If you have noticed any of these symptoms of shopping addiction in someone you care about, it may be time to approach them and start a conversation about their shopping habits. It is very important that you listen to them without judgement and try to encourage them to seek help.
It is also crucial that you don’t enable your loved one’s shopping addiction. This means setting boundaries and not giving them money or taking them to the shops for items they don’t need. It also means not lying or covering up for them when it comes to their spending. While it may be hard, tough love may be what is needed to help your loved one towards recovery.
How is shopping addiction treated?
Shopping addiction rehab…
Shopping rehab helps you to identify the triggers and psychological causes of your shopping addiction and develop healthy strategies to cope with them. This is best done in an inpatient setting because it will take you out of your normal environment, allowing you to focus entirely on your recovery with 24/7 guidance and support. At Recovery Lodge, we offer a number of different length shopping addiction rehab programmes to fit every schedule so that as many people as possible can get the help they need.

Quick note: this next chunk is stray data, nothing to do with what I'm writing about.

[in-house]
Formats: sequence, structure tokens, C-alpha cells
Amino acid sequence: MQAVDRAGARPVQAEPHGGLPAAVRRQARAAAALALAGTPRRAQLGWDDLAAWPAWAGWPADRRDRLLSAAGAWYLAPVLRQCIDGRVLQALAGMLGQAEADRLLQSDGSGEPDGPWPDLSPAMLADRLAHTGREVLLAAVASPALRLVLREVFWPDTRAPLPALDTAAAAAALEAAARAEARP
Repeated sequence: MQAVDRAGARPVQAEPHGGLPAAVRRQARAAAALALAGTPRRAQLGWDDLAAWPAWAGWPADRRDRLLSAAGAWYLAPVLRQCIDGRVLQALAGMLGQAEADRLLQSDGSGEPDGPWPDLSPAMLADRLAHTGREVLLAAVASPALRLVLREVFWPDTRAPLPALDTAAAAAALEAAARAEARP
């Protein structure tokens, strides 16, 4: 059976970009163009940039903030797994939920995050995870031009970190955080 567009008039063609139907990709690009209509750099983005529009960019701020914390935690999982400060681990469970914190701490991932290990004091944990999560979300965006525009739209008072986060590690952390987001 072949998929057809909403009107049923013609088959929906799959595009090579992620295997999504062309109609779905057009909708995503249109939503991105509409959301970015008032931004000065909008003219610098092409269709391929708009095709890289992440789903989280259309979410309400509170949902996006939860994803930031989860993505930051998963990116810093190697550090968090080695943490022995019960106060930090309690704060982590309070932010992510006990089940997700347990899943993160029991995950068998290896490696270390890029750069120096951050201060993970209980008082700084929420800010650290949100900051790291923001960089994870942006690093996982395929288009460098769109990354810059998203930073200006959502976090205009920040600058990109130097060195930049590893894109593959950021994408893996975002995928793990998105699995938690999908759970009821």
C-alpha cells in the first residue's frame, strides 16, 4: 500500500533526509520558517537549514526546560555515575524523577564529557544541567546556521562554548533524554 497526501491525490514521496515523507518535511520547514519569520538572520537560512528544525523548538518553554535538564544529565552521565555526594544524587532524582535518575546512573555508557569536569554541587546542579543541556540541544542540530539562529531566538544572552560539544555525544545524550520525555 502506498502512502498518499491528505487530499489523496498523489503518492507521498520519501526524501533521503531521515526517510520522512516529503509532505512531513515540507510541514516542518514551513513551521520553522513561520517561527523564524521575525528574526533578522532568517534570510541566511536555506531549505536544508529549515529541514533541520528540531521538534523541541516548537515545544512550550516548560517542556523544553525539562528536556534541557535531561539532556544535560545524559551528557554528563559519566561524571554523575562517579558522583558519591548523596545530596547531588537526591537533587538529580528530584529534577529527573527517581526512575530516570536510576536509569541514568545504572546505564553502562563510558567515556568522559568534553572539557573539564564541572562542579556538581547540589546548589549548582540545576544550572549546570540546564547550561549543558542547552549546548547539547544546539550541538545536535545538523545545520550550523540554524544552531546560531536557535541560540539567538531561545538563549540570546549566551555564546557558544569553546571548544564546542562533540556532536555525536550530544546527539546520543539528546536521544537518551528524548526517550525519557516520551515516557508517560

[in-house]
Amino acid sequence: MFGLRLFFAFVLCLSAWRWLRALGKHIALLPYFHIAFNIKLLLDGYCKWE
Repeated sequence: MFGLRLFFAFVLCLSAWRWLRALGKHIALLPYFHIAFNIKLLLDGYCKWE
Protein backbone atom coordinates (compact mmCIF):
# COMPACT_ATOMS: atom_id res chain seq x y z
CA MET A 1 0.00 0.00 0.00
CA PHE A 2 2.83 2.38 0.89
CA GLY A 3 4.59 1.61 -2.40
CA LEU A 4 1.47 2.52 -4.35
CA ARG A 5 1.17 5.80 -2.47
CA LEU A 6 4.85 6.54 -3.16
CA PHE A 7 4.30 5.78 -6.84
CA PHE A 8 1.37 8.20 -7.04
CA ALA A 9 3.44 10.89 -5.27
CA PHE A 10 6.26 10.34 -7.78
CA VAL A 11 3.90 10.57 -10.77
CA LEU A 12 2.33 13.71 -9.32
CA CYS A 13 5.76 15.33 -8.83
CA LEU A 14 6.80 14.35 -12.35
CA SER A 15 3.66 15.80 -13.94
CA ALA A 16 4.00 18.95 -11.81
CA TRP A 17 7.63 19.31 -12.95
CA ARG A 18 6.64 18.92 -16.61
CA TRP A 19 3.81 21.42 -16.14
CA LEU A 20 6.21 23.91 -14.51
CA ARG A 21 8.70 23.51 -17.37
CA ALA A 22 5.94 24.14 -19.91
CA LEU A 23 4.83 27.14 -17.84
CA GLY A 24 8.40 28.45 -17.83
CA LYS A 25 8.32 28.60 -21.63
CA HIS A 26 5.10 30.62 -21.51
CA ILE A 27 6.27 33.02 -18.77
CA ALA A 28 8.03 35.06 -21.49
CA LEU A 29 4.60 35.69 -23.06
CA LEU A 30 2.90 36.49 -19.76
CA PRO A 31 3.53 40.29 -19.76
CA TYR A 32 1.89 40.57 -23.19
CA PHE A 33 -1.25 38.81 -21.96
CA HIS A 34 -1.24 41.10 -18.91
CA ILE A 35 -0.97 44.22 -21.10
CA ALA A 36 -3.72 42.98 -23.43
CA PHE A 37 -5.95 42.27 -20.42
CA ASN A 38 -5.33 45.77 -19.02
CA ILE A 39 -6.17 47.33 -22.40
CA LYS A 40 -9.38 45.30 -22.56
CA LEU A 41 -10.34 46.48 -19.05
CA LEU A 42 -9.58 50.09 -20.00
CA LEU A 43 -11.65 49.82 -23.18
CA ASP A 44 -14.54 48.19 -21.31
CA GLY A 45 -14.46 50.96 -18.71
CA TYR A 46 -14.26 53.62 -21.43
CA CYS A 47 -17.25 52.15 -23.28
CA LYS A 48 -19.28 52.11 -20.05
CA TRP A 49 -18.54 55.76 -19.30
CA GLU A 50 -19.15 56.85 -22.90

Our shopping rehab programmes involve a range of therapies and holistic treatment approaches including:
- Individual and group counselling sessions
- Cognitive behavioural therapy (CBT)
- Dialectical behaviour therapy (DBT)
- Motivational interviewing (MI)
- Art therapy
- Yoga therapy
- Relapse prevention planning
Shopping addiction aftercare…
After completing your shopping rehab programme, it is essential to have a structured aftercare programme in place to help you maintain your recovery. At Recovery Lighthouse, this consists of ongoing weekly group therapy sessions which are free for all our clients for one year. These sessions will provide continuous guidance, support, and accountability to help you stay on track with your recovery goals and help you through difficult moments.
What to do next
If you think that you or a loved one has a shopping addiction, it is important to seek help and support as soon as possible. Recovery Lighthouse can provide you with the help, guidance and support that you need throughout your stay in shopping rehab and beyond.